Some counsellors will use a combination of styles during therapy.

Note
There is research evidence that many of these types of therapies work well in developing countries and when delivered by trained non-mental health professionals.

Defaulting

3-22 What stops women from taking up a referral?

You may have difficulties with setting up appointments for referral. For many reasons, women often do not attend appointments that were made for or by them. There can be practical or emotional reasons why women do not attend appointments.

3-23 What is defaulting?

Defaulting means that someone has stopped taking medication when it is still prescribed or has not attended an appointment that was made for or by them, and so does not benefit from the treatment programme.

Defaulting treatment or appointments means the mother does not fully benefit from the care provided.

3-24 Why do women default appointments?

There are many reasons why women do not attend appointments.

Practical obstacles

Many women affected by mental illness are often living in poverty or other difficult situations, which make it difficult to keep their appointments. For example, they may not have money for transport, they may not be able to get time off work, or they may not be able to arrange child care. Ways to overcome these need to be explored with the woman. These might include making appointments on the same day at the same facility (e.g. to see a social worker on the same day as her antenatal appointment as this would save transport costs and decrease the need for childcare arrangements), referring her for telephonic counselling if she has access to a phone, or sending her to a facility within walking distance of her house. If you are unaware of what the obstacles may be, then you can’t help her to look for solutions.

Myths and beliefs

Mothers may have certain beliefs about mental illness and its treatment, which can prevent them from taking up services. For instance, some women may be afraid that they will be judged as an unfit mother and have their baby taken away.

Stigma

Women may be scared to think and talk about their problems. They may worry that they will be seen as ‘crazy’. Many people think that a person with mental health problems is stupid or weak in some way. There is also a common misunderstanding that people with mental illness do not get better. Health and social workers can play an important role in addressing stigma, both with their patients and with their co-workers.

Lack of trust

Women may be concerned that the health or social worker or counsellor will tell other people about their problems. Creating a trusting environment and explaining confidentiality could help the mothers open up to you. Trust can also reduce the risk of mothers defaulting their appointments.

Depression and/or anxiety

Mental illnesses can impact on a woman’s ability to keep her appointments. A mother may not be able to make the necessary arrangements to get to her appointment because depression or anxiety:

By taking care to set up a referral appointment properly, and by bearing in mind these issues, you give the mother the best chance of getting the help she needs.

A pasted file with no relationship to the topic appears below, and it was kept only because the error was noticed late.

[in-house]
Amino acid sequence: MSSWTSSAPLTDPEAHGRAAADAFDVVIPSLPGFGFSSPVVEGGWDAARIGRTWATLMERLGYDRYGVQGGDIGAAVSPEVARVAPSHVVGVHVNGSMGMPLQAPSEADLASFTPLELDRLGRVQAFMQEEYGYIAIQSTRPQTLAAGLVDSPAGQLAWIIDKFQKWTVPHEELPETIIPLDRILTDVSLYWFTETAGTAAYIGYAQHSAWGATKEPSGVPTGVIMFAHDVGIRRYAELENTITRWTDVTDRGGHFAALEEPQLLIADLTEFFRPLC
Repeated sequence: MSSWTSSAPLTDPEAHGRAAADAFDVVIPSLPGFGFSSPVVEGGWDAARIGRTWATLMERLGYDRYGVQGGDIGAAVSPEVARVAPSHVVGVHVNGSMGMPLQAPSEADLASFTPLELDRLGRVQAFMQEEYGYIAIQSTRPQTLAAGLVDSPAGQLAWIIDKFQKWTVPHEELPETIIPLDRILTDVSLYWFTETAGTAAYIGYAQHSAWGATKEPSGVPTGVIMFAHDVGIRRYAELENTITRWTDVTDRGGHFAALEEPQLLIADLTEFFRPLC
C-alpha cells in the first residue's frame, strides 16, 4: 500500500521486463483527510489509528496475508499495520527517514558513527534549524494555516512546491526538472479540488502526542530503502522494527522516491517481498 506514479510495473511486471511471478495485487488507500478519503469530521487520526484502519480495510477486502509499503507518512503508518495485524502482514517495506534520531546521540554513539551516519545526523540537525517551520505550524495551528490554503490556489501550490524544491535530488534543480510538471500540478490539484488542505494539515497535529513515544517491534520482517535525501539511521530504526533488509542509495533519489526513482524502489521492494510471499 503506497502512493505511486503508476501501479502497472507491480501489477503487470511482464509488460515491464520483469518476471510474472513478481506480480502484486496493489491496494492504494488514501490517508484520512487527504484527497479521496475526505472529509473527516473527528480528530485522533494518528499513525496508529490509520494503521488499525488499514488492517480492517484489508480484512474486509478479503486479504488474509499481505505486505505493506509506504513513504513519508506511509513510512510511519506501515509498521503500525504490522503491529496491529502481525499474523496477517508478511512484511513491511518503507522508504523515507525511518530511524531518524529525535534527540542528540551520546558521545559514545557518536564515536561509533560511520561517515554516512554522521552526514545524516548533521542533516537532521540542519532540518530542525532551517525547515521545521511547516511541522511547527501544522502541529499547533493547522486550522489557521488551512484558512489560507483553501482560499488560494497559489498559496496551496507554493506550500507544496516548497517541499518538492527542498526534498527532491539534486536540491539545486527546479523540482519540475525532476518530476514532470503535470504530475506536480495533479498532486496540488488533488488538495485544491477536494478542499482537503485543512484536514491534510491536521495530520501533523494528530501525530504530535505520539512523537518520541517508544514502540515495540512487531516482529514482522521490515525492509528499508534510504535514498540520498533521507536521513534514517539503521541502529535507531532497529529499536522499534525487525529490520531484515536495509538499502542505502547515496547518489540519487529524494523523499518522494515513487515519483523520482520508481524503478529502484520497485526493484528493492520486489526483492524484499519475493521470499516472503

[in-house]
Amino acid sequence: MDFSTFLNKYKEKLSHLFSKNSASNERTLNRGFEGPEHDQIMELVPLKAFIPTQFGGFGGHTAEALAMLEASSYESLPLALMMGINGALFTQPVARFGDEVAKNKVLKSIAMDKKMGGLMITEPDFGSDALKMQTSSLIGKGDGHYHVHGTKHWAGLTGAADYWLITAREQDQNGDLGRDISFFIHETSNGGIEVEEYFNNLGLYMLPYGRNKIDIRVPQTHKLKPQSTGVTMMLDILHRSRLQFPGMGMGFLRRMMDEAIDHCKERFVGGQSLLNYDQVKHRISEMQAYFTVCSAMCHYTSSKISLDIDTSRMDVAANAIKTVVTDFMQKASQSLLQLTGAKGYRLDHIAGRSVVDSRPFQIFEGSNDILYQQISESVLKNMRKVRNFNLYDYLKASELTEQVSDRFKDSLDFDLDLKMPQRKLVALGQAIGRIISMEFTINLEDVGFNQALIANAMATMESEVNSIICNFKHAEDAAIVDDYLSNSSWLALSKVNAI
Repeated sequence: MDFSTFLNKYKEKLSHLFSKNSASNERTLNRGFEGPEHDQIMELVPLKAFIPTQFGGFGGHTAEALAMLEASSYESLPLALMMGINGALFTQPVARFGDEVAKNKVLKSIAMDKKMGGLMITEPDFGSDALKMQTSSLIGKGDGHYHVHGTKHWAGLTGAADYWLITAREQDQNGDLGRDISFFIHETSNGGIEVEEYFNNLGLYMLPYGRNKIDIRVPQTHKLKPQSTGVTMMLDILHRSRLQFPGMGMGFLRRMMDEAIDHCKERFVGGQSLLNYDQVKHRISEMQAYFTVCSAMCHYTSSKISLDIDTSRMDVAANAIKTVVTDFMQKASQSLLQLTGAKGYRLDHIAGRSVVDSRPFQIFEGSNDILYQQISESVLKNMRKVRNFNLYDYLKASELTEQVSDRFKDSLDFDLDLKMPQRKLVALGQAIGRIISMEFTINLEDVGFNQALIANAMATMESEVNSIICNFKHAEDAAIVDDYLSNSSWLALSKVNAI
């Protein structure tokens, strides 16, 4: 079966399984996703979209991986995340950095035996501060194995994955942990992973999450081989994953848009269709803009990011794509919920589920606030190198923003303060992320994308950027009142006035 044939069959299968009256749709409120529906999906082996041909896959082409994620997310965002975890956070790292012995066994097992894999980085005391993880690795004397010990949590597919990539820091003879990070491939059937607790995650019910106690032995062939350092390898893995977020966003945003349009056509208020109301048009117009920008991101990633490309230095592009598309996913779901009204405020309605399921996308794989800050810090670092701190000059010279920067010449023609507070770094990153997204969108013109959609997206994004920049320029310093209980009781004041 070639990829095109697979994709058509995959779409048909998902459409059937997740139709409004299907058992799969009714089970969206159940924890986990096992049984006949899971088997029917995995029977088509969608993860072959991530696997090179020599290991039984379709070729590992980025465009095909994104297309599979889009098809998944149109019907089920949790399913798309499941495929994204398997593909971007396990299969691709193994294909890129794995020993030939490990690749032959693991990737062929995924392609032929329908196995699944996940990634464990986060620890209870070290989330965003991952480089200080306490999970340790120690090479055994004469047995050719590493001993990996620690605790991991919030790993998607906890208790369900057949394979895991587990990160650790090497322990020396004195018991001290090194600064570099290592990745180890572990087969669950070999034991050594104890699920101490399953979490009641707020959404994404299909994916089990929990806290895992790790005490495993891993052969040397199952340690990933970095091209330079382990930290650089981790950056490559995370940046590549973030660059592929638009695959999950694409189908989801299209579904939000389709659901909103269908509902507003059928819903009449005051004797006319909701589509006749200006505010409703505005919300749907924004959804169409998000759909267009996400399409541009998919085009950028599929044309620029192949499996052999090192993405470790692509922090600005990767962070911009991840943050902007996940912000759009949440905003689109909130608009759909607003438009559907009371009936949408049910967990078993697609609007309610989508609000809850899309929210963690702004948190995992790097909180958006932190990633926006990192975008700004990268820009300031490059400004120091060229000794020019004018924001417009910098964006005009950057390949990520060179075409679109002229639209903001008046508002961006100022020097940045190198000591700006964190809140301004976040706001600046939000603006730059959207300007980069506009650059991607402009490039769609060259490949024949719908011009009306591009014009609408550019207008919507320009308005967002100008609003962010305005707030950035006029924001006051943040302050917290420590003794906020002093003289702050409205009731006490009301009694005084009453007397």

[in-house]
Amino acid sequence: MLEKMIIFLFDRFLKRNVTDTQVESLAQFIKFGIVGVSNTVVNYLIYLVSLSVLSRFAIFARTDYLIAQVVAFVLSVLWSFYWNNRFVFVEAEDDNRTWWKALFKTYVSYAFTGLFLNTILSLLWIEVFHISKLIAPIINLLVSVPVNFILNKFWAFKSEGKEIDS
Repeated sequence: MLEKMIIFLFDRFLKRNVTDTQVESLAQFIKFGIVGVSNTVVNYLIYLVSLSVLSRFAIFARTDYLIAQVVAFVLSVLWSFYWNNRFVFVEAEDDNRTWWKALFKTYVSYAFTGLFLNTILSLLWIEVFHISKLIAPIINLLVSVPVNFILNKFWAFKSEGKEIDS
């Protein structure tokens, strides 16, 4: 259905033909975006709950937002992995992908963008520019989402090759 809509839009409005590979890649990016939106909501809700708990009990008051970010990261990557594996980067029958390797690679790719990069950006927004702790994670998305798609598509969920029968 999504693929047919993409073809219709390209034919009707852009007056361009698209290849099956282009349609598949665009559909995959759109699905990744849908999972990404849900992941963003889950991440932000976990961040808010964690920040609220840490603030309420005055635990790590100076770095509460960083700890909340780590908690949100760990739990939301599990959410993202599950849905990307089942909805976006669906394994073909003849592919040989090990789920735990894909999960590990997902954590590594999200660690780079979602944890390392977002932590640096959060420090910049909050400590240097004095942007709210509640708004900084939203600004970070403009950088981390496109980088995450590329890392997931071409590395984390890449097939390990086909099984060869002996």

Practical obstacles, myths and beliefs, stigma, lack of trust and depression or anxiety can cause mothers to default their appointments.

3-25 What can you do if you cannot refer for counselling?

You may work in a place where the resources for referral do not exist or you may feel that the resources will not be enough. These are difficult situations, but there are other ways to assist a mother who is experiencing mental health problems.

Listen to the mother’s story

Many women may feel isolated and have no support. Having someone to talk to, even for a short time, has real and positive effects for women. While you are doing the booking procedures, taking the history and checking the physical health of the mother, you can listen to her story. Listening to the mother and showing empathy are the most important things you can do for her.

Often, health or social workers don’t ask women how they are feeling, because it takes too much time to listen properly. Health and social workers may also find it difficult to hear about other people’s feelings and problems. However, compassionate care does not need to take much more time than the routine engagement with the mother. The quality of care is as important as the quantity of care.

Provide basic counselling

Professional counselling can only be given after training. Identifying a registered training organisation to equip you and your colleagues with professional counselling skills can enhance the care you can provide for women. This can also increase your own job satisfaction and enable you to care for your own psychological wellbeing. (See chapter 4 for further details.)

Set up a support group

Support groups provide a useful space for women to share their experiences and to learn about mental health issues or other pregnancy-related matters. Support groups help people feel less alone with their problems. Feeling supported is particularly important for the recovery of women suffering from a maternal mental illness.

Help the mother to get a birth companion

If the mother is alone and has no partner or family support, you could help her to get a birth companion, also known as a doula.

If you cannot refer a mother for counselling, there are many other ways you can assist her.

Doulas

3-26 What is a doula?